In an effort to keep patients safe and to ensure they are receiving the highest quality of care before, during and after surgery, Rhode Island Hospital participates in evaluative tools administered by the National Surgical Quality Improvement Program (NSQIP) program of the American College of Surgeons. More about NSQIP and what it means for our patients.
See how Rhode Island Hospital ranks in relation to other hospitals nationally in surgical care
Learn more about this program and how we are working to ensure the safety and quality of care for all surgical patients
More about surgical quality outcomes
Rhode Island Hospital carefully monitors all patients pre- and post-surgery in our general, cardiac, burn, trauma, pediatric and orthopedics surgical areas. Working in concert and always with our patients' informed consent, we have an established, robust program that gathers patients' vital health information. This information is submitted to professional medical review committees for analysis in an effort to provide an important window into the quality of our surgical care, with the overall goal of measuring and improving Rhode Island Hospital surgical outcomes as well as surgical outcomes at all all Lifespan hospitals..
National medical review committees, such as the Society of Thoracic Surgeons and others, review the data we submit to them and later make available to Rhode Island Hospital's medical and support staffs reports that include important recommendations.
We learn, for example, how Rhode Island Hospital ranks among all other hospitals participating in the review programs. We also gain insight into national health trends. This important information sharing provides Rhode Island Hospital's medical staffs with insight and helps them to improve the quality of the surgery conducted at Rhode Island Hospital so that we continue to address vexing health problems.
One of our major focuses to improve surgical quality is diabetes care and screening. Diabetes is the inability to metabolize sugar properly, so it builds up in the blood. If it is not identified and treated, it can cause heart attacks, loss of arms and legs, blindness, kidney failure or stroke. Recent national studies have indicated that diabetes has been increasing in our population in alarming numbers.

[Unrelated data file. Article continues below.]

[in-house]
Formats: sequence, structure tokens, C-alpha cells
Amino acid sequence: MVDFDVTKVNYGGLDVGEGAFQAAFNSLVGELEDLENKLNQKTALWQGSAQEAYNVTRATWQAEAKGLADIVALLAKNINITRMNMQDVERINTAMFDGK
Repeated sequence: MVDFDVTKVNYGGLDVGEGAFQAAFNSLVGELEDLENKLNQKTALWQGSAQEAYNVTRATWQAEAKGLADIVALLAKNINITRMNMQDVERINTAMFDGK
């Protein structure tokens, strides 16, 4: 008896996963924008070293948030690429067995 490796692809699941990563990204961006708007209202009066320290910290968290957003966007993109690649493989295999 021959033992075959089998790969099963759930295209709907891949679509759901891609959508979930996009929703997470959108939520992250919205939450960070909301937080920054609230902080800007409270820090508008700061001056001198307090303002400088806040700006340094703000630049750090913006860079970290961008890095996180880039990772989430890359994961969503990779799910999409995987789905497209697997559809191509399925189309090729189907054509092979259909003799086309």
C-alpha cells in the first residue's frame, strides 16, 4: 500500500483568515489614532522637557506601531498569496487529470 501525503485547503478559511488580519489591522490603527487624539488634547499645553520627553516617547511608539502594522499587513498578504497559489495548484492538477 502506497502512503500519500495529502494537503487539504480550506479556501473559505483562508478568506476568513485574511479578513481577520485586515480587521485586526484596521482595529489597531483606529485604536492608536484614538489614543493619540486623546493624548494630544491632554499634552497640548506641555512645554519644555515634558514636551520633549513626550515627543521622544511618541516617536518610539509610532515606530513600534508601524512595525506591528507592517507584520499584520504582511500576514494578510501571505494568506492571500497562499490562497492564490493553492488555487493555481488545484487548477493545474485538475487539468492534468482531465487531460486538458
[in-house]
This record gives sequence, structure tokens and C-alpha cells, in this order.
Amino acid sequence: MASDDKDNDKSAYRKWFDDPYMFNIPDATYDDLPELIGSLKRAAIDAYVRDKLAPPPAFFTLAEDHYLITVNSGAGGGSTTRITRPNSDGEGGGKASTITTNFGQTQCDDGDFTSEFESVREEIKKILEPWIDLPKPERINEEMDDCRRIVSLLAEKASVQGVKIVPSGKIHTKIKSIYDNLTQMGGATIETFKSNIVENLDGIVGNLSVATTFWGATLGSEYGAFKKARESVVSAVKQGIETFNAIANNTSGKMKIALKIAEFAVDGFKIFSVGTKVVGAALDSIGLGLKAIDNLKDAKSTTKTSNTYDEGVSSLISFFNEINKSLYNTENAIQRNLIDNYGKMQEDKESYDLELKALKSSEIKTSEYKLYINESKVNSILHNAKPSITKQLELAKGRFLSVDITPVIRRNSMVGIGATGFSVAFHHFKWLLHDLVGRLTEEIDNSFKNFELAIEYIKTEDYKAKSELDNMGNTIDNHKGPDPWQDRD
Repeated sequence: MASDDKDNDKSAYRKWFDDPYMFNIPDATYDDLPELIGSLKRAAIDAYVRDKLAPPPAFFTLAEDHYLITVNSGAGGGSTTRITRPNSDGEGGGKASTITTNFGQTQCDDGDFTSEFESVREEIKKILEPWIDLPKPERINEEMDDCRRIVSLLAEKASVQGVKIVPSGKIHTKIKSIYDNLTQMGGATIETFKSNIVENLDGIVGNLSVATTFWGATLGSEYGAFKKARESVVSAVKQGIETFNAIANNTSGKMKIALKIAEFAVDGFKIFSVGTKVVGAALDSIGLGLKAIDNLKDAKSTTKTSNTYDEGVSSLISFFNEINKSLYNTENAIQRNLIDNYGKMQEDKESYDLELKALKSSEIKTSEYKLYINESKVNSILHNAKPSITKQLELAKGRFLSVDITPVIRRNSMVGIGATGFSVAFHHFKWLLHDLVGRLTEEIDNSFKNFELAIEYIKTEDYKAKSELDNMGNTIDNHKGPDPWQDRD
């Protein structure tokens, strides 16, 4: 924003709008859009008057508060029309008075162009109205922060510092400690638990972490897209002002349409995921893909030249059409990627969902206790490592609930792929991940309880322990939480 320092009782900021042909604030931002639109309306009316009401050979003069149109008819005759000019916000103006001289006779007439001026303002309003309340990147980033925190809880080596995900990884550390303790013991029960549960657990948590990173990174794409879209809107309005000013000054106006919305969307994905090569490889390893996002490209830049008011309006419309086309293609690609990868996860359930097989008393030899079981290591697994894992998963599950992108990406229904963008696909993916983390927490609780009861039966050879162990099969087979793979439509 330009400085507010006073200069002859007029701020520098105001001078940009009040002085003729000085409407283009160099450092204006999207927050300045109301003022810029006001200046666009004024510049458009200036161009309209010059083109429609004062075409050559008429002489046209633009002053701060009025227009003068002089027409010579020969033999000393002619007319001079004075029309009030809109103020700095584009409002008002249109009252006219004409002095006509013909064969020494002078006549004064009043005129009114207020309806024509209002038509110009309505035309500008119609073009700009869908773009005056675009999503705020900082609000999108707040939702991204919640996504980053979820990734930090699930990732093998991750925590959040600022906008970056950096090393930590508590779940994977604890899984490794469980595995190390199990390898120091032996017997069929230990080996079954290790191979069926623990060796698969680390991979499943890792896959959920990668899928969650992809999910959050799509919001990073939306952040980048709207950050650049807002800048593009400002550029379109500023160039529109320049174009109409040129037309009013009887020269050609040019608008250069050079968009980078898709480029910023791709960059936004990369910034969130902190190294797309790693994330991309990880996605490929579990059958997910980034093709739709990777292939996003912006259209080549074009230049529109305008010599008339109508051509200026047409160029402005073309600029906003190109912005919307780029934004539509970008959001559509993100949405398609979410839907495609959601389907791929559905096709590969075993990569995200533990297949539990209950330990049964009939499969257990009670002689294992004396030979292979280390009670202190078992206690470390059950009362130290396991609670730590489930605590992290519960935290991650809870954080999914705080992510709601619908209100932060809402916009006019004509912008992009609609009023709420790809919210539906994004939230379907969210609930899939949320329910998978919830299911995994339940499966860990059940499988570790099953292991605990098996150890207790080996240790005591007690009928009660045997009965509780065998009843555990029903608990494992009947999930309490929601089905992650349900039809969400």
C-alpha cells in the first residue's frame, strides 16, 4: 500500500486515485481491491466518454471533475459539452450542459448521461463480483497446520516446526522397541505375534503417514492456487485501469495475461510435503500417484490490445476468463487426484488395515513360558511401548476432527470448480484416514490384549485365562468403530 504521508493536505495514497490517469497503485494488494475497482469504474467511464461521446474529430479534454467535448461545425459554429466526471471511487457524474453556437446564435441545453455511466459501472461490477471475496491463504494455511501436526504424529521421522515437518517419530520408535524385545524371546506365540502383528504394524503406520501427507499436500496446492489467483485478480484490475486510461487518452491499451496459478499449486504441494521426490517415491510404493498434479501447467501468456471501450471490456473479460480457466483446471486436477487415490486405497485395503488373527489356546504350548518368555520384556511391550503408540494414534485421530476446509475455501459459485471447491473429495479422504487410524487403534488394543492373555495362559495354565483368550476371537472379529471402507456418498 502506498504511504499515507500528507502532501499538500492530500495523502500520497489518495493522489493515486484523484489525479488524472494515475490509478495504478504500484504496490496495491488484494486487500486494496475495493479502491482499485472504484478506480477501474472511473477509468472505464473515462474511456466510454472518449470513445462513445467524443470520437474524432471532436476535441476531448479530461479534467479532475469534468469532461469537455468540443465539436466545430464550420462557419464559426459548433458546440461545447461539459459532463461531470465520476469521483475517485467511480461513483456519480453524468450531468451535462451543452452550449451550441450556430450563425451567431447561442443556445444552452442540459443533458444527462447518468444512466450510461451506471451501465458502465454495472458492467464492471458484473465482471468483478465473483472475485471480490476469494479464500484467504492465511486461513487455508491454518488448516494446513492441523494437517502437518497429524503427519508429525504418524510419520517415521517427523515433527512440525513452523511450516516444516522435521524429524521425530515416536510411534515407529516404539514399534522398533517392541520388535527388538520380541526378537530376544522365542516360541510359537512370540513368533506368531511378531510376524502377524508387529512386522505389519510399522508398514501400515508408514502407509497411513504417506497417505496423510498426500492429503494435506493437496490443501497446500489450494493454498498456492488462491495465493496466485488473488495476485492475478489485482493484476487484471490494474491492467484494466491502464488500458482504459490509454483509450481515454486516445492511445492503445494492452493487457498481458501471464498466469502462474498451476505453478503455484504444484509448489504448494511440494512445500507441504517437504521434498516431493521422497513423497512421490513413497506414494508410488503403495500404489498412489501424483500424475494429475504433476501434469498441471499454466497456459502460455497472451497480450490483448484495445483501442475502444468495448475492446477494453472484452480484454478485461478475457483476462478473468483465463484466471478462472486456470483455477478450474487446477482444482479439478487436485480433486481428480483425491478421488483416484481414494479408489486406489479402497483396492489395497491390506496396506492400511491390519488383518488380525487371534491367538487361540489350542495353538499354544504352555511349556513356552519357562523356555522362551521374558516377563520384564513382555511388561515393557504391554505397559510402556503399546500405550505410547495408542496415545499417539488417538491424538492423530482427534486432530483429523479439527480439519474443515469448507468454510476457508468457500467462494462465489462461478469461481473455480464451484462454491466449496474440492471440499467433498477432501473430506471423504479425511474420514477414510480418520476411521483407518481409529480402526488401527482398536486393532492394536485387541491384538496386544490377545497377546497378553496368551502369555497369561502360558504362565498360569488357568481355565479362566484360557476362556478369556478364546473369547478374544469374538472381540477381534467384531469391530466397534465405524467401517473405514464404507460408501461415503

According to these studies, ten percent of patients on a medical service in hospitals in the United States have diabetes. Fifty percent of patients on a vascular surgery service have diabetes. This number and the increase of serious health problems associated with it can be prevented by a simple, regular blood test and ongoing patient/community education. When a patient reaches the surgical area, however, it must be addressed by frequent monitoring of patients' blood sugar levels or other aggressive interventions.
Many surgical patients may not even be aware that they have diabetes. Because of this, Rhode Island Hospital screens patients extensively through frequent blood sugar monitoring and insulin drips, regulated every hour. Patients are kept informed every step of the way during this screening process, pre- and post-surgery. This effort has met with great success in other areas, described below, practiced throughout Rhode Island Hospital's surgical areas.
Once patients are discharged from surgery, their discharge letters to their primary care physician (PCP) notifies the PCP of the results of their diabetes screening and if any interventions have been inaugurated. The patient is then monitored over a period of several months following surgery in order to prevent complications and treat the disease effectively.
Lifespan's monitors cardiac surgery patients in several areas, including use of beta blockade therapy, anti-platelet therapy, anti-lipid treatment, deep sterna wound infection, and other areas, and submits information to the Society of Thoracic Surgeons database. Lifespan's hospitals consistently rank in the 90th percentile and better in these areas.